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Can Ovulation Tests Be Wrong?

When you’re trying to get pregnant you’ll find yourself immersed in the world of fertility tests and tracking. The key time each month is ovulation: you need to know when you ovulate so you can try to conceive at the time you can actually get pregnant.

There are plenty of ovulation tests available, and the question you need to be asking is ‘do they work?’, or, more pointedly, can they be wrong? False positives and false negatives can mean missing your chance to conceive in each menstrual cycle, trying at the wrong time, or giving you a distorted understanding of just how your cycle works.

There are two main methods ovulation tests use tell if you’re ovulating (or predict when you’re due to ovulate) – hormone testing or BBT measurement. Both have positives and negatives so let’s take a look at them and see if they can be wrong and how wrong they can be.

Hormone-Based Testing

These kits work like pregnancy tests: they test your urine for levels of important hormones and use the outcome to deliver a simple answer: yes or no. The hormone they look for is the Luteinising Hormone, known as LH. It spikes immediately before ovulation and so a build up in your urine can indicate when you’re ovulating.

Can They Be Wrong?

There are lots of ways this kind of testing can go wrong: if you have a naturally strong LH surge it can register days before and after your ovulate, making it harder for you to identify that key event. If you have PCOS, they’re even less useful as the condition is driven by a hormone imbalance and causes tests like this to regularly return false positives and negatives.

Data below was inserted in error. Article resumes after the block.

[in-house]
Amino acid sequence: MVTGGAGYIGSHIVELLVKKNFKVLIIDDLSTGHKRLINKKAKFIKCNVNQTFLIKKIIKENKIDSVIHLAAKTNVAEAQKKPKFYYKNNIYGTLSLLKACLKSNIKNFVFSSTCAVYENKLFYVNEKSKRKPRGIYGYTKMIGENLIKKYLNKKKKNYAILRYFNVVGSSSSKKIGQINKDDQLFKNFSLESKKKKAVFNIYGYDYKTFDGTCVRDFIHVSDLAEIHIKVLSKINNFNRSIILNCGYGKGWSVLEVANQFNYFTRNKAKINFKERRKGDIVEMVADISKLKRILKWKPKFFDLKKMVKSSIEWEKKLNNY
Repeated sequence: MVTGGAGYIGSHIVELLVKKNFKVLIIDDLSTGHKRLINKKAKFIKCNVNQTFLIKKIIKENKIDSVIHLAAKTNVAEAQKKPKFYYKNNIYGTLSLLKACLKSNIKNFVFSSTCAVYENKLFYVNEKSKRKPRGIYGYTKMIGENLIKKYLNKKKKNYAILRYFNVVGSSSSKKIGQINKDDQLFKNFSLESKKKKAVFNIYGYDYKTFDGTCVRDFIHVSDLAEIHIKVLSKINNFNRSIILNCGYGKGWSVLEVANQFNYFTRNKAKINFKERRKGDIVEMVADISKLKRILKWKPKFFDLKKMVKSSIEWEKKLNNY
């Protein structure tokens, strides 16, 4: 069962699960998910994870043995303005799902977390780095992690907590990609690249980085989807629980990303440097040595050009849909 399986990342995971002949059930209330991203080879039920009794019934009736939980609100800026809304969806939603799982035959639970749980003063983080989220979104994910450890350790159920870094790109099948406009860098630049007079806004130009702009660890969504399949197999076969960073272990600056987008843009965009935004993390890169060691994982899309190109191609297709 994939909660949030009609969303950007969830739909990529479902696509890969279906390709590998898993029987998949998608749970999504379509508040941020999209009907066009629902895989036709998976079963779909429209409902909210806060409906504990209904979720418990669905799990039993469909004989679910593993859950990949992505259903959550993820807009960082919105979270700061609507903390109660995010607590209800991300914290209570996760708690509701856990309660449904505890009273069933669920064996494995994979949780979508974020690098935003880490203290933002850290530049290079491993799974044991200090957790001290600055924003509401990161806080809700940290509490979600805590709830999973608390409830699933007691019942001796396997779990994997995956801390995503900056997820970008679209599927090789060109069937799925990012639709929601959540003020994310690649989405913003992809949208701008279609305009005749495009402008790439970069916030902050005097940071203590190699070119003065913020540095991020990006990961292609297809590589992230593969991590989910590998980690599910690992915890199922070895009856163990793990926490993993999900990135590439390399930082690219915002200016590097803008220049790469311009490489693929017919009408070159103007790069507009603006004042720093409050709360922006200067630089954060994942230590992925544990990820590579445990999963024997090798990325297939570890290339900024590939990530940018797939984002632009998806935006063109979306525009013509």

There’s also debate about the best time to use them: some people suggest first thing in the morning gives the most accurate result, whereas others advise waiting for the afternoon to capture the necessary surge LH.

If you can miss the answer by not using the test at the right time, it’s hard to be confident in the results.

Basal Body Temperature

Your basal body temperature provides a good indicator of when you’re due to ovulate, if you can capture it. This is the temperature your body drops to at rest – when you’re asleep – and over the course of your menstrual cycle it dips and rises. Learning those patterns is the key to predicting when you ovulate, but it starts to rise as soon as you wake up, and the movement necessary to simply get up and take your own temperature can swamp your body’s clear signals with noise.

Can They Be Wrong?

If you’re not able to get a close enough reading to that basal body temperature it can be hard to spot the dip in temperature that precedes ovulation, and the rise immediately after you ovulate – and some people’s patterns and cycles can differ.

With good information, however, you should be able to identify the pattern your body uses. This is the system OvuSense uses, and our sensor monitors the temperature in your vagina overnight, every night to help you get the best possible data, and interprets it to give you a notification of when you’re due to ovulate with 96% positive predictive power.

Find out more about core temperature technology and fertility here